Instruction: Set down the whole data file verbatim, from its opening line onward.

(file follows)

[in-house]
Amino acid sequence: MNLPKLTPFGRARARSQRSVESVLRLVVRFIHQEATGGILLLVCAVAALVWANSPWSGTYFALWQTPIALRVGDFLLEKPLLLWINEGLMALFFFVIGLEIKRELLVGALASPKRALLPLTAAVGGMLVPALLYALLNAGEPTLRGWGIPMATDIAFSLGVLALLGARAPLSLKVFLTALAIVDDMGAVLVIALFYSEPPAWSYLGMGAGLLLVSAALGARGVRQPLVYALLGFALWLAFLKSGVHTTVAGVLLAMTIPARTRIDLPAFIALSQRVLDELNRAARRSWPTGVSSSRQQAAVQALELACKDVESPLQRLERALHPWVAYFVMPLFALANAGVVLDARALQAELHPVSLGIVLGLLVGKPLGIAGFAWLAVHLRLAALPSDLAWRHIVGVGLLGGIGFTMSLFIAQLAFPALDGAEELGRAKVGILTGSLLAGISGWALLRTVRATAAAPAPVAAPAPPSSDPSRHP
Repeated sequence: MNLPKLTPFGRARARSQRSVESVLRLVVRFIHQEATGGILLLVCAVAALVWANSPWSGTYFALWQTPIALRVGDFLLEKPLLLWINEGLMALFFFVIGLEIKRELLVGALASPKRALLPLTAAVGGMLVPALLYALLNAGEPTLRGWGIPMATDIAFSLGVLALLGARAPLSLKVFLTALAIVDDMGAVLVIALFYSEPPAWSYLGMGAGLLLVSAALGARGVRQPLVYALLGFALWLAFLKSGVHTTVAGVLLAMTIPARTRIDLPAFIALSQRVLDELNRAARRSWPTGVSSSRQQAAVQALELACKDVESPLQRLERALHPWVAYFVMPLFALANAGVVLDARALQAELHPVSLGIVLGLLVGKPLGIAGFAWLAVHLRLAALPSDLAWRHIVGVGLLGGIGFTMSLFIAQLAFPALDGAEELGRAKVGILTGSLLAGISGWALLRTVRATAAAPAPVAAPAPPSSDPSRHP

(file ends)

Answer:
[in-house]
Amino acid sequence: MNLPKLTPFGRARARSQRSVESVLRLVVRFIHQEATGGILLLVCAVAALVWANSPWSGTYFALWQTPIALRVGDFLLEKPLLLWINEGLMALFFFVIGLEIKRELLVGALASPKRALLPLTAAVGGMLVPALLYALLNAGEPTLRGWGIPMATDIAFSLGVLALLGARAPLSLKVFLTALAIVDDMGAVLVIALFYSEPPAWSYLGMGAGLLLVSAALGARGVRQPLVYALLGFALWLAFLKSGVHTTVAGVLLAMTIPARTRIDLPAFIALSQRVLDELNRAARRSWPTGVSSSRQQAAVQALELACKDVESPLQRLERALHPWVAYFVMPLFALANAGVVLDARALQAELHPVSLGIVLGLLVGKPLGIAGFAWLAVHLRLAALPSDLAWRHIVGVGLLGGIGFTMSLFIAQLAFPALDGAEELGRAKVGILTGSLLAGISGWALLRTVRATAAAPAPVAAPAPPSSDPSRHP
Repeated sequence: MNLPKLTPFGRARARSQRSVESVLRLVVRFIHQEATGGILLLVCAVAALVWANSPWSGTYFALWQTPIALRVGDFLLEKPLLLWINEGLMALFFFVIGLEIKRELLVGALASPKRALLPLTAAVGGMLVPALLYALLNAGEPTLRGWGIPMATDIAFSLGVLALLGARAPLSLKVFLTALAIVDDMGAVLVIALFYSEPPAWSYLGMGAGLLLVSAALGARGVRQPLVYALLGFALWLAFLKSGVHTTVAGVLLAMTIPARTRIDLPAFIALSQRVLDELNRAARRSWPTGVSSSRQQAAVQALELACKDVESPLQRLERALHPWVAYFVMPLFALANAGVVLDARALQAELHPVSLGIVLGLLVGKPLGIAGFAWLAVHLRLAALPSDLAWRHIVGVGLLGGIGFTMSLFIAQLAFPALDGAEELGRAKVGILTGSLLAGISGWALLRTVRATAAAPAPVAAPAPPSSDPSRHP